We know two things about the future. And both point to the need for many more and very different kinds of robots than now exist.
We know that even as economies increasingly digitalize and become ever more service- and software- centric, demand will still increase for the kinds of things that are produced by the “hard” industries. That reality was made clear during the disruptive lockdowns. Miners are needed to access minerals to supply the manufacturers that, in turn, fabricate physical stuff, from computer chips to medical devices, and from fertilizers to pharmaceuticals. All of that is critical for creating and operating all the services that make modern life possible.
We also know, since “demography is destiny,” that the world in general and the United States and Europe in particular will experience increasing shortages of skilled workers for all of the hard industries.i In today’s America, the nearly 50-year-old average age of those in the skilled trades is far older than the overall population average.ii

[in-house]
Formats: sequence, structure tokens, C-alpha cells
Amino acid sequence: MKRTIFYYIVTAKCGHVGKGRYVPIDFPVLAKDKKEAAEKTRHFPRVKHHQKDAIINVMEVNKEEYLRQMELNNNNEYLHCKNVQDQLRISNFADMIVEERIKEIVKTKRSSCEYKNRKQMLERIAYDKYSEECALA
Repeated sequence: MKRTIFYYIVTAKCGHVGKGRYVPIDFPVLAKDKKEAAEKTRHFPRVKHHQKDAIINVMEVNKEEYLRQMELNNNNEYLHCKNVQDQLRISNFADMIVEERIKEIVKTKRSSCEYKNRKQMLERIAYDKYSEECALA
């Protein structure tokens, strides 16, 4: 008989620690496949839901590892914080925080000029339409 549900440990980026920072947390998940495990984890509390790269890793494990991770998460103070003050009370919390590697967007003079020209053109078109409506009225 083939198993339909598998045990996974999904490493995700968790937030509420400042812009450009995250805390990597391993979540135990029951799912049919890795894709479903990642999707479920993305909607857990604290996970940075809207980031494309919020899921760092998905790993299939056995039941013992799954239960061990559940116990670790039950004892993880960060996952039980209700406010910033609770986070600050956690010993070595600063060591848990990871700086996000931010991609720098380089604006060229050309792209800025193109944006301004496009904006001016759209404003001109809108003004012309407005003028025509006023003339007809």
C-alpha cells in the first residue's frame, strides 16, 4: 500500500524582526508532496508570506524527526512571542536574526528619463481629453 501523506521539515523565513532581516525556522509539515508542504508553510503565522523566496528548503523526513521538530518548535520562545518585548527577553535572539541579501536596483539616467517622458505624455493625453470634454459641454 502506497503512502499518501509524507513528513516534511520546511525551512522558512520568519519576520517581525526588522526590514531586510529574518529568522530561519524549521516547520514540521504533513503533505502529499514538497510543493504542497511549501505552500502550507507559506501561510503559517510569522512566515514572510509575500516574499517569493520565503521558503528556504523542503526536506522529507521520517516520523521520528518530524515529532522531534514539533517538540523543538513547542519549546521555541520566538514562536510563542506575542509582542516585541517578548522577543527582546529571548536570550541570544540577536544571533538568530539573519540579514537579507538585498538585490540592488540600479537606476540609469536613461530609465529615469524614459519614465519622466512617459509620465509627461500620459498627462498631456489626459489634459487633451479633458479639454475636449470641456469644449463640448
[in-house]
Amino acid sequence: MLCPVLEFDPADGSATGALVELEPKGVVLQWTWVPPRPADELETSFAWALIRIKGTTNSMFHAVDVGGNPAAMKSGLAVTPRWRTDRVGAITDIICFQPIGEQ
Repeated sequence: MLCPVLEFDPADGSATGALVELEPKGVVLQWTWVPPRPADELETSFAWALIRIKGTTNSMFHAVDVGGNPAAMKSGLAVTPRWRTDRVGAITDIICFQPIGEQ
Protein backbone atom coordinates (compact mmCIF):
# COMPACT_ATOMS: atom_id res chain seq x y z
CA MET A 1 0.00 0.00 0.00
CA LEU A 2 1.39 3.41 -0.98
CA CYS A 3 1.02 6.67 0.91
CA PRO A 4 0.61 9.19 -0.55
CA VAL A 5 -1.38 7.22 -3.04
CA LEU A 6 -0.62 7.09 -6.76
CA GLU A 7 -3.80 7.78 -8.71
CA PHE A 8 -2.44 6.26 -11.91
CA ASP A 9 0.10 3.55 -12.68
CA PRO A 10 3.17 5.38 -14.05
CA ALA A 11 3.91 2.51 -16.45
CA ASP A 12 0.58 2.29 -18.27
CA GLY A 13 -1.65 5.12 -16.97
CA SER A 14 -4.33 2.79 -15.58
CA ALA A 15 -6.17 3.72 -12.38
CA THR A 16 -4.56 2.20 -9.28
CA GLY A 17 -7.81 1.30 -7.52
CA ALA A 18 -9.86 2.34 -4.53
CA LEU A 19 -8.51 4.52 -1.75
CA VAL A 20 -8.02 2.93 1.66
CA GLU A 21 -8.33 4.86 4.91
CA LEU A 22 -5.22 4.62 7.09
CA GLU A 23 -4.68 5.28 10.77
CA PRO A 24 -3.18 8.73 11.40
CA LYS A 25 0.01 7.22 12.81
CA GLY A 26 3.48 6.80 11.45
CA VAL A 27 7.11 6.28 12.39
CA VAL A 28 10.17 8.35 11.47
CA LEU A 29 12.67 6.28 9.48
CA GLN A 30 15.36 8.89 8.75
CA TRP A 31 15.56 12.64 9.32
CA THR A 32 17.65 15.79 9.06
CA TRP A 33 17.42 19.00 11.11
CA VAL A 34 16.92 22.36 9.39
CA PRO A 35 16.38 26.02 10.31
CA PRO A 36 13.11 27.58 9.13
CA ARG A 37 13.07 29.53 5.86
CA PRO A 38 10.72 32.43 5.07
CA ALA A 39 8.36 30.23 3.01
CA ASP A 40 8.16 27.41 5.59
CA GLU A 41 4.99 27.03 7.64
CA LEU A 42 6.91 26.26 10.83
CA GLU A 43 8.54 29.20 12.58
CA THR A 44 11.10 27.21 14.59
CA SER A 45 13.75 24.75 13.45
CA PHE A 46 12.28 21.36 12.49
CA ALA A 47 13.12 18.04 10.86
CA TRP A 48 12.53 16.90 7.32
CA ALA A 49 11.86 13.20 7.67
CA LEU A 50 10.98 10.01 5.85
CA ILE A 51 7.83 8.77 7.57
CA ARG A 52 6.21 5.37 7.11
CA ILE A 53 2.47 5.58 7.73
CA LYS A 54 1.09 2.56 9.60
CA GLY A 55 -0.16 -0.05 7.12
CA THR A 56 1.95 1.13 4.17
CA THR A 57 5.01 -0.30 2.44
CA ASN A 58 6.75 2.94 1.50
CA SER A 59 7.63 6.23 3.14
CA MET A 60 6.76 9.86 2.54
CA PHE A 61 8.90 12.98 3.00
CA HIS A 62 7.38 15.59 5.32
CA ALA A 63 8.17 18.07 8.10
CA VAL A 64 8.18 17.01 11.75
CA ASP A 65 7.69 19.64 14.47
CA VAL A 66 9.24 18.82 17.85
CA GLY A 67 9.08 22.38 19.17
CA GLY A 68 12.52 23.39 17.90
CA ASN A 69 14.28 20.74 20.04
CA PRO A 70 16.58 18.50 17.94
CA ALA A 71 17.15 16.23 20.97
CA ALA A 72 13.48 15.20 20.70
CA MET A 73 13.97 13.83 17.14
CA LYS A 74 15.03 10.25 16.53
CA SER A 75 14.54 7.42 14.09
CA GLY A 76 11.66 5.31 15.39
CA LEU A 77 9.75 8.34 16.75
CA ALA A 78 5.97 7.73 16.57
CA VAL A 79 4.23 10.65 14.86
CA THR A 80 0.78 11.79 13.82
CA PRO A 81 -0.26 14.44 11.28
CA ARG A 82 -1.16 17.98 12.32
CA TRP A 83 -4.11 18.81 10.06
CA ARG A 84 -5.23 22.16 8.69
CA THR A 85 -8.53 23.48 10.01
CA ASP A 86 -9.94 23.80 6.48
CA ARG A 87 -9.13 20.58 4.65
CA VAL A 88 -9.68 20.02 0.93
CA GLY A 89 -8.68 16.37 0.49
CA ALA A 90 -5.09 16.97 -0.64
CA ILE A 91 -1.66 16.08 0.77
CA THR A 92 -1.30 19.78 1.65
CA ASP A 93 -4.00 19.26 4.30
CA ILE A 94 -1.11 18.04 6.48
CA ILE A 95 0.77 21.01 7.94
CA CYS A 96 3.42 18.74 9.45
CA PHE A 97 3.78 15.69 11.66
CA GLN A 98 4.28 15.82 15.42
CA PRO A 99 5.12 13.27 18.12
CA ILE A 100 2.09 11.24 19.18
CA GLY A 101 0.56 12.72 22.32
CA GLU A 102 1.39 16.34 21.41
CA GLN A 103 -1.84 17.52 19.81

There are only a few options for ensuring a sufficient supply of skilled labor needed for the hard industries.
The primary option, thus far, has been to find those people and industries elsewhere—that is, the de facto policies of increasingly importing goods from other, younger nations. That option, if pushed too far, has its own geopolitical and economic challenges and is likely to face constraints now since many policymakers are embracing reshoring initiatives.
Then there’s the option of importing a younger labor pool. Setting aside the politics of immigration, it still takes a long time for any rising generation to develop the necessary skills and experience, even if the targets (whether natives or immigrants) have the requisite interest in the first place.
Which brings us to the only other option, amplifying the effectiveness of those, of any age, with skills. Industrial automation is a longstanding solution for amplifying labor, whether by outright taking over some jobs to free up a human for higher-skill tasks or by increasing the productivity of the skilled person (faster, safer execution of tasks). However, contrary to the popular narrative, there is far less automation across industries than most imagine, especially when it comes to robots.
Surveys reveal that you won’t find any industrial robots in over 90 percent of America’s manufacturing enterprises.iii